Gold fell to a six-month low in thin year-end trade on Tuesday, notching up its biggest annual decline in 32 years as prospects for global economic recovery prompted investors to switch to riskier assets.
After a 12-year bull run, gold has shed 28 percent in 2013, with the U.S. Federal Reserve's plan to step away from ultra-loose monetary policy undermining the investor rationale for holding bullion.
Years of accommodative monetary policies had propelled the price of gold to all-time highs of $1,920.30 an ounce in September 2011, as low interest rates encouraged investors to put money into non-interest-bearing assets.
In choppy trade on Tuesday, spot gold fell 1 percent to its lowest since June 28 at $1,184.50 an ounce, before recovering its lost ground. Prices were up 0.38 percent at $1,201.13 per ounce at 2:29 p.m. EDT (1929 GMT).
U.S. gold futures for February delivery settled at $1,202.3, down $1.5 an ounce, having earlier fallen to a low of $1,181.40. That was down 28 percent from the end of last year.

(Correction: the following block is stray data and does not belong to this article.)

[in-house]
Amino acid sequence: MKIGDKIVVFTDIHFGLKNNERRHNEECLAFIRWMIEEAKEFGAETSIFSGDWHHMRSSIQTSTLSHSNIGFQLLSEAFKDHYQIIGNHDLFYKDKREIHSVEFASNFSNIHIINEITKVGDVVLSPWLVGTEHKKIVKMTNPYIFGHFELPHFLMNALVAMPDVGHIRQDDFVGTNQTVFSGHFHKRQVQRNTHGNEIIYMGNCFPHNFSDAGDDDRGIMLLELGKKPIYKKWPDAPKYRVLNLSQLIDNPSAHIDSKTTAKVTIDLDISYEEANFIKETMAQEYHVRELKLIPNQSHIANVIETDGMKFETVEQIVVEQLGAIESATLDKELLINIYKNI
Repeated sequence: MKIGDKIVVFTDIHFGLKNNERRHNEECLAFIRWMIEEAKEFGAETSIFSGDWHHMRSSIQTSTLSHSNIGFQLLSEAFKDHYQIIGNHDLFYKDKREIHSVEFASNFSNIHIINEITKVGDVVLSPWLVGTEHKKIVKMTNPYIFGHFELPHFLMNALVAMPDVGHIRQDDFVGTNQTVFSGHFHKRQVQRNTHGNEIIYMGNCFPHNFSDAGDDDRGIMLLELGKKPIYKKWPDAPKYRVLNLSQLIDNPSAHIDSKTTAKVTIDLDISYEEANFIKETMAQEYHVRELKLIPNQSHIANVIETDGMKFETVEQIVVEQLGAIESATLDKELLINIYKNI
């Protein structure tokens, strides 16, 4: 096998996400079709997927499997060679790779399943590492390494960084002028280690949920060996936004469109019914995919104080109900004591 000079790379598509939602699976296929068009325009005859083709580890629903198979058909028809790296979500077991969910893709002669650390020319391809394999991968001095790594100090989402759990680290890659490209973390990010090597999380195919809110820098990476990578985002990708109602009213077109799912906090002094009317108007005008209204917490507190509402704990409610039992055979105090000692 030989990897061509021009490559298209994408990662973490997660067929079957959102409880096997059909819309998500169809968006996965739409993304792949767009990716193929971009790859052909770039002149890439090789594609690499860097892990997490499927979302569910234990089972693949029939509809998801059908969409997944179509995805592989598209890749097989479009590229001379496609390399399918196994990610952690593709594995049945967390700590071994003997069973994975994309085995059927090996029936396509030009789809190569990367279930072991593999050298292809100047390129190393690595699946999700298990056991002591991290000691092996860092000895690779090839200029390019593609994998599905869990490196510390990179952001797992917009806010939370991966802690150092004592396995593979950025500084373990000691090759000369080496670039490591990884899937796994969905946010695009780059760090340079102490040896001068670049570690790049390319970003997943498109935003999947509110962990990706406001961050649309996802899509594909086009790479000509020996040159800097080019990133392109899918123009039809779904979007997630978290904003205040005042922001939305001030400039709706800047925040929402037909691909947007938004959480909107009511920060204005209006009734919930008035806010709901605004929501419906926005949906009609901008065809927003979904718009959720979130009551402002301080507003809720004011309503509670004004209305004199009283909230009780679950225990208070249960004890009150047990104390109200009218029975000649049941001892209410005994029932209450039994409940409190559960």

Bullion was the third-largest loser for the year on the 19-commodity Thomson Reuters/Core Commodity CRB index, after corn and silver.
"For the first three months of the year at least we are quite pessimistic on gold and a break below $1,180 could trigger further declines to the $1,000 mark," T-Commodity partner Ganclaudio Torlizzi said.
"Moreover, the dollar should strengthen towards the euro in January, as the economy improves, and that's another bearish element for gold," he added. "For the time being, investors will continue to put their money into equities."
World stocks were ending 2013 close to six-year peaks and benchmark bond yields were poised for their first annual rise since 2009 as investors celebrated a pick-up in global growth with expectations of more to come.
The dollar was on track to end 2013 modestly higher against a basket of main currencies.
Trading on Tuesday was volatile with prices falling 1 percent in early New York trade as investors sold bullion at a loss to offset any tax liabilities from bumper equity markets, dealers said.
The market rebounded almost as quickly after prices hit six-month lows.
"We had a final run of tax-loss selling and then dealers swooped in seeing it was an artificial sell-off," said Bill O'Neill, a partner in the commodities investment firm LOGIC Advisors.
Gold was also set to post hefty annual losses in other currencies, with prices in euros down 31 percent on the year, the first fall